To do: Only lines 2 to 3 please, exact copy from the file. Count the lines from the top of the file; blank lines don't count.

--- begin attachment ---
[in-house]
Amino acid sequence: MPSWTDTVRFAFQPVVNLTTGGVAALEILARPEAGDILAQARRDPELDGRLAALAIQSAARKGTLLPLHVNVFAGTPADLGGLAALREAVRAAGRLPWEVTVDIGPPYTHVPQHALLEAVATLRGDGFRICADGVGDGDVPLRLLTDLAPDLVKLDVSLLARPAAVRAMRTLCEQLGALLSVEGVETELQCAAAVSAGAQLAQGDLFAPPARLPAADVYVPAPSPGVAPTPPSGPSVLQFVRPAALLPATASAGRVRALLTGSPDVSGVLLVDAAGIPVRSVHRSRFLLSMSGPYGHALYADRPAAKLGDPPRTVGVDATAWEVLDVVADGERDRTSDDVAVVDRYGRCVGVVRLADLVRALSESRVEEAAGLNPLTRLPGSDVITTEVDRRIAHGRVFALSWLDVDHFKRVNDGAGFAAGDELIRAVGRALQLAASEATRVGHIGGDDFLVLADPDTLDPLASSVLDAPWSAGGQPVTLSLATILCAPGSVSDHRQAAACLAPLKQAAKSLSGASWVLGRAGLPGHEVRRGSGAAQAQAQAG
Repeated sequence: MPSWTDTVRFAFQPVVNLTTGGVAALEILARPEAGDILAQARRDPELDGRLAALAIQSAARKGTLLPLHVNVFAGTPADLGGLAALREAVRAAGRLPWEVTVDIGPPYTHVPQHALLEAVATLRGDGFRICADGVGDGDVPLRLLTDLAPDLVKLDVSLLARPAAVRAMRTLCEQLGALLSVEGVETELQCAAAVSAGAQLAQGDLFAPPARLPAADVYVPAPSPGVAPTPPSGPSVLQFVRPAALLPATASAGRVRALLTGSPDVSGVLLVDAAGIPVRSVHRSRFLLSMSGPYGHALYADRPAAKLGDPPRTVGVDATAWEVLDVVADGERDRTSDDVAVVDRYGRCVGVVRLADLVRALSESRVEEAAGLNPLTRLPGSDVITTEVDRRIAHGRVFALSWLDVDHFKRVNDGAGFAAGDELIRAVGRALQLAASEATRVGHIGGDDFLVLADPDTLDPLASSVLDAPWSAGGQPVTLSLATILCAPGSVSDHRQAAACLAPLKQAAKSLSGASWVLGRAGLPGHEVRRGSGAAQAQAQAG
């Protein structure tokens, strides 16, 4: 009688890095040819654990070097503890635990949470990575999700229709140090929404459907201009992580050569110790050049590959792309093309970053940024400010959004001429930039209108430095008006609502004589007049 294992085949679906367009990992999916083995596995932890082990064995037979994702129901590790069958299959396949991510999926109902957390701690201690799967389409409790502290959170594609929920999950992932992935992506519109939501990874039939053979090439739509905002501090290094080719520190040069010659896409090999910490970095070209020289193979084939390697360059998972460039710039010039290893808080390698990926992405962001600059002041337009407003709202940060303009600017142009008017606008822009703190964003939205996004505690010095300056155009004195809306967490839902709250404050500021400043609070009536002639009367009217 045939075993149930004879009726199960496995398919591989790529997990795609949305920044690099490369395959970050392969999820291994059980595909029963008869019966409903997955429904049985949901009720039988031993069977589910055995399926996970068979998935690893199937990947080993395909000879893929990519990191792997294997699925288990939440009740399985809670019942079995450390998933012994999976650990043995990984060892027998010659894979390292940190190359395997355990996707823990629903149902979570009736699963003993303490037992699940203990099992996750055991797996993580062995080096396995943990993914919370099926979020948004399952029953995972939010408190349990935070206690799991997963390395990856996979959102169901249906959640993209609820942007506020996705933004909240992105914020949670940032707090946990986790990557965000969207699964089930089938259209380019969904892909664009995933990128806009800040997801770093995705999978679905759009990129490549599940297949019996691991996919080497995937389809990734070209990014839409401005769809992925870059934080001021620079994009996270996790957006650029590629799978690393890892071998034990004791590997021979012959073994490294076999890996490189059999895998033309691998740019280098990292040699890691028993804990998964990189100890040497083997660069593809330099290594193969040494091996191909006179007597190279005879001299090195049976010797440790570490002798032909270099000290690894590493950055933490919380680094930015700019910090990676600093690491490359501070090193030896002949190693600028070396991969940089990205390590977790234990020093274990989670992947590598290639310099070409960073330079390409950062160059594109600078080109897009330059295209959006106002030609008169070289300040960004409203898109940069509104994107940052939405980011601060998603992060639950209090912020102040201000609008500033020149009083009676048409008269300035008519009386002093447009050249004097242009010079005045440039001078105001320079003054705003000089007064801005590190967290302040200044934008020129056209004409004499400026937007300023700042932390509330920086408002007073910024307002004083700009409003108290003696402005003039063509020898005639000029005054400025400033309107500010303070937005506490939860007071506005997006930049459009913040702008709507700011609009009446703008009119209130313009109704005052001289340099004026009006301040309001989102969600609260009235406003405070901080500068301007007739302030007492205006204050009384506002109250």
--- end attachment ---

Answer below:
Amino acid sequence: MPSWTDTVRFAFQPVVNLTTGGVAALEILARPEAGDILAQARRDPELDGRLAALAIQSAARKGTLLPLHVNVFAGTPADLGGLAALREAVRAAGRLPWEVTVDIGPPYTHVPQHALLEAVATLRGDGFRICADGVGDGDVPLRLLTDLAPDLVKLDVSLLARPAAVRAMRTLCEQLGALLSVEGVETELQCAAAVSAGAQLAQGDLFAPPARLPAADVYVPAPSPGVAPTPPSGPSVLQFVRPAALLPATASAGRVRALLTGSPDVSGVLLVDAAGIPVRSVHRSRFLLSMSGPYGHALYADRPAAKLGDPPRTVGVDATAWEVLDVVADGERDRTSDDVAVVDRYGRCVGVVRLADLVRALSESRVEEAAGLNPLTRLPGSDVITTEVDRRIAHGRVFALSWLDVDHFKRVNDGAGFAAGDELIRAVGRALQLAASEATRVGHIGGDDFLVLADPDTLDPLASSVLDAPWSAGGQPVTLSLATILCAPGSVSDHRQAAACLAPLKQAAKSLSGASWVLGRAGLPGHEVRRGSGAAQAQAQAG
Repeated sequence: MPSWTDTVRFAFQPVVNLTTGGVAALEILARPEAGDILAQARRDPELDGRLAALAIQSAARKGTLLPLHVNVFAGTPADLGGLAALREAVRAAGRLPWEVTVDIGPPYTHVPQHALLEAVATLRGDGFRICADGVGDGDVPLRLLTDLAPDLVKLDVSLLARPAAVRAMRTLCEQLGALLSVEGVETELQCAAAVSAGAQLAQGDLFAPPARLPAADVYVPAPSPGVAPTPPSGPSVLQFVRPAALLPATASAGRVRALLTGSPDVSGVLLVDAAGIPVRSVHRSRFLLSMSGPYGHALYADRPAAKLGDPPRTVGVDATAWEVLDVVADGERDRTSDDVAVVDRYGRCVGVVRLADLVRALSESRVEEAAGLNPLTRLPGSDVITTEVDRRIAHGRVFALSWLDVDHFKRVNDGAGFAAGDELIRAVGRALQLAASEATRVGHIGGDDFLVLADPDTLDPLASSVLDAPWSAGGQPVTLSLATILCAPGSVSDHRQAAACLAPLKQAAKSLSGASWVLGRAGLPGHEVRRGSGAAQAQAQAG